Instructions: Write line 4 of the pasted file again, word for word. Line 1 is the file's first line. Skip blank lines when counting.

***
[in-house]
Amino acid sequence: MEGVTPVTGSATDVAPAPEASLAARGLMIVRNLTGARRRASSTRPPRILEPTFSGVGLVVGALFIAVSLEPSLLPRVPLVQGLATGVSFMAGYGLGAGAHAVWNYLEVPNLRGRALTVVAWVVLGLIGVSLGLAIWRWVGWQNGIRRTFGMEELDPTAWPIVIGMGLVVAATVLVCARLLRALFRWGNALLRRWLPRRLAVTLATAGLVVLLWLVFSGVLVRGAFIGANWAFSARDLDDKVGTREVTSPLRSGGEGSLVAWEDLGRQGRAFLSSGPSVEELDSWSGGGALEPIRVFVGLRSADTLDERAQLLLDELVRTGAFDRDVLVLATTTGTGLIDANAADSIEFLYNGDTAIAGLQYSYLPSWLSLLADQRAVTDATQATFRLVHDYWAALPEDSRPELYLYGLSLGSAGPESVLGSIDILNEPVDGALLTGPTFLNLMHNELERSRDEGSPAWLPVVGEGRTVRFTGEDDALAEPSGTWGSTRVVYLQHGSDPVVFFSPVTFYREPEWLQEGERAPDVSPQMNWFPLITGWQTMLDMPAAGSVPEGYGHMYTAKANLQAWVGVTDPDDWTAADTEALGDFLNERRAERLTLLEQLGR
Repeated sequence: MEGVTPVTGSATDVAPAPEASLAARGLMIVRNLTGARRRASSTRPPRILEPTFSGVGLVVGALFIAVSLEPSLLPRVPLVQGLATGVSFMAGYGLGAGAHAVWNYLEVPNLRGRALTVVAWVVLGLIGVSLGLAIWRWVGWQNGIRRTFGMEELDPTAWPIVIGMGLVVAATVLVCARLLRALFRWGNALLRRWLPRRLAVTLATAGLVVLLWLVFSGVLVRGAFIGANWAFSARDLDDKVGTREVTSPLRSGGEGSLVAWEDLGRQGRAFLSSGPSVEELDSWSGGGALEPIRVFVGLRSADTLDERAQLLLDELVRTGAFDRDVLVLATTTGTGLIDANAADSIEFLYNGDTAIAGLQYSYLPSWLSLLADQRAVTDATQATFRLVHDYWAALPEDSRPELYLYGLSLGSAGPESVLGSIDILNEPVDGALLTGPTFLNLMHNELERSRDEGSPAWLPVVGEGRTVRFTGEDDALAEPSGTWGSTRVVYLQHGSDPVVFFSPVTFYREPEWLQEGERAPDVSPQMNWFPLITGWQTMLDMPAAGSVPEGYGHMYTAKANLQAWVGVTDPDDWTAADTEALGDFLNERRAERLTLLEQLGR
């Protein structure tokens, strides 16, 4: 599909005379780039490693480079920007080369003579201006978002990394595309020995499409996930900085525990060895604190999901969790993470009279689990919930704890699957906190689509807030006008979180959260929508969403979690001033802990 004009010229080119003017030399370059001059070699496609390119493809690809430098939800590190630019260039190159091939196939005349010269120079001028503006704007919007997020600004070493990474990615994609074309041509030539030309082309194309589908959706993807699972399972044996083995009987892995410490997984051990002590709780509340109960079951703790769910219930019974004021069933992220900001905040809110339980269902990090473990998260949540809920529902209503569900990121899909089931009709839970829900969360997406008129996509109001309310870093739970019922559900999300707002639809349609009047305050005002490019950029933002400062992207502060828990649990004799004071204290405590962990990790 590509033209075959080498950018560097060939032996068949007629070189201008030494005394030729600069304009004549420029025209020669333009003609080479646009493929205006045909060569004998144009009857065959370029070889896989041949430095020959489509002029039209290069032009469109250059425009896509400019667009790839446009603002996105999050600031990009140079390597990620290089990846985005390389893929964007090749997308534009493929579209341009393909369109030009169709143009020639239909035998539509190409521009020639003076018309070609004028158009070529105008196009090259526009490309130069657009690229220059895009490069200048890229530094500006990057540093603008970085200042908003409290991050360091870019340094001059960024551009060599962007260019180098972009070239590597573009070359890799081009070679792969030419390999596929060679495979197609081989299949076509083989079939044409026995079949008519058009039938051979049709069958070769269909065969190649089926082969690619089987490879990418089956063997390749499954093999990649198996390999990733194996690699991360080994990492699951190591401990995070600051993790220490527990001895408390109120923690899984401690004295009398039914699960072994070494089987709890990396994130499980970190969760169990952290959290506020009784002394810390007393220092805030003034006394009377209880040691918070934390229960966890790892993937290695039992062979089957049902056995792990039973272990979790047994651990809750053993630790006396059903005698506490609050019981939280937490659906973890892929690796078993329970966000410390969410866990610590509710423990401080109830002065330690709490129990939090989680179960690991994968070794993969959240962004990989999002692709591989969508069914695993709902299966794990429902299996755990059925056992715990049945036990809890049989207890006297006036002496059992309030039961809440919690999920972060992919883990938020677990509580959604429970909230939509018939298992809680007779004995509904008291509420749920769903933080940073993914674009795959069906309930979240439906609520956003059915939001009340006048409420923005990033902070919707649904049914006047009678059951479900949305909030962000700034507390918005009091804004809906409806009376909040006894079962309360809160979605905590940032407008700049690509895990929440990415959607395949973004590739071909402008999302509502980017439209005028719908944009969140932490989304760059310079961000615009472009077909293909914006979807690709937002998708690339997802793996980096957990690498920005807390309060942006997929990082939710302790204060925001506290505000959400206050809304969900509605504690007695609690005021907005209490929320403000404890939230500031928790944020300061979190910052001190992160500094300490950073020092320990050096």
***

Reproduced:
């Protein structure tokens, strides 16, 4: 599909005379780039490693480079920007080369003579201006978002990394595309020995499409996930900085525990060895604190999901969790993470009279689990919930704890699957906190689509807030006008979180959260929508969403979690001033802990 004009010229080119003017030399370059001059070699496609390119493809690809430098939800590190630019260039190159091939196939005349010269120079001028503006704007919007997020600004070493990474990615994609074309041509030539030309082309194309589908959706993807699972399972044996083995009987892995410490997984051990002590709780509340109960079951703790769910219930019974004021069933992220900001905040809110339980269902990090473990998260949540809920529902209503569900990121899909089931009709839970829900969360997406008129996509109001309310870093739970019922559900999300707002639809349609009047305050005002490019950029933002400062992207502060828990649990004799004071204290405590962990990790 590509033209075959080498950018560097060939032996068949007629070189201008030494005394030729600069304009004549420029025209020669333009003609080479646009493929205006045909060569004998144009009857065959370029070889896989041949430095020959489509002029039209290069032009469109250059425009896509400019667009790839446009603002996105999050600031990009140079390597990620290089990846985005390389893929964007090749997308534009493929579209341009393909369109030009169709143009020639239909035998539509190409521009020639003076018309070609004028158009070529105008196009090259526009490309130069657009690229220059895009490069200048890229530094500006990057540093603008970085200042908003409290991050360091870019340094001059960024551009060599962007260019180098972009070239590597573009070359890799081009070679792969030419390999596929060679495979197609081989299949076509083989079939044409026995079949008519058009039938051979049709069958070769269909065969190649089926082969690619089987490879990418089956063997390749499954093999990649198996390999990733194996690699991360080994990492699951190591401990995070600051993790220490527990001895408390109120923690899984401690004295009398039914699960072994070494089987709890990396994130499980970190969760169990952290959290506020009784002394810390007393220092805030003034006394009377209880040691918070934390229960966890790892993937290695039992062979089957049902056995792990039973272990979790047994651990809750053993630790006396059903005698506490609050019981939280937490659906973890892929690796078993329970966000410390969410866990610590509710423990401080109830002065330690709490129990939090989680179960690991994968070794993969959240962004990989999002692709591989969508069914695993709902299966794990429902299996755990059925056992715990049945036990809890049989207890006297006036002496059992309030039961809440919690999920972060992919883990938020677990509580959604429970909230939509018939298992809680007779004995509904008291509420749920769903933080940073993914674009795959069906309930979240439906609520956003059915939001009340006048409420923005990033902070919707649904049914006047009678059951479900949305909030962000700034507390918005009091804004809906409806009376909040006894079962309360809160979605905590940032407008700049690509895990929440990415959607395949973004590739071909402008999302509502980017439209005028719908944009969140932490989304760059310079961000615009472009077909293909914006979807690709937002998708690339997802793996980096957990690498920005807390309060942006997929990082939710302790204060925001506290505000959400206050809304969900509605504690007695609690005021907005209490929320403000404890939230500031928790944020300061979190910052001190992160500094300490950073020092320990050096």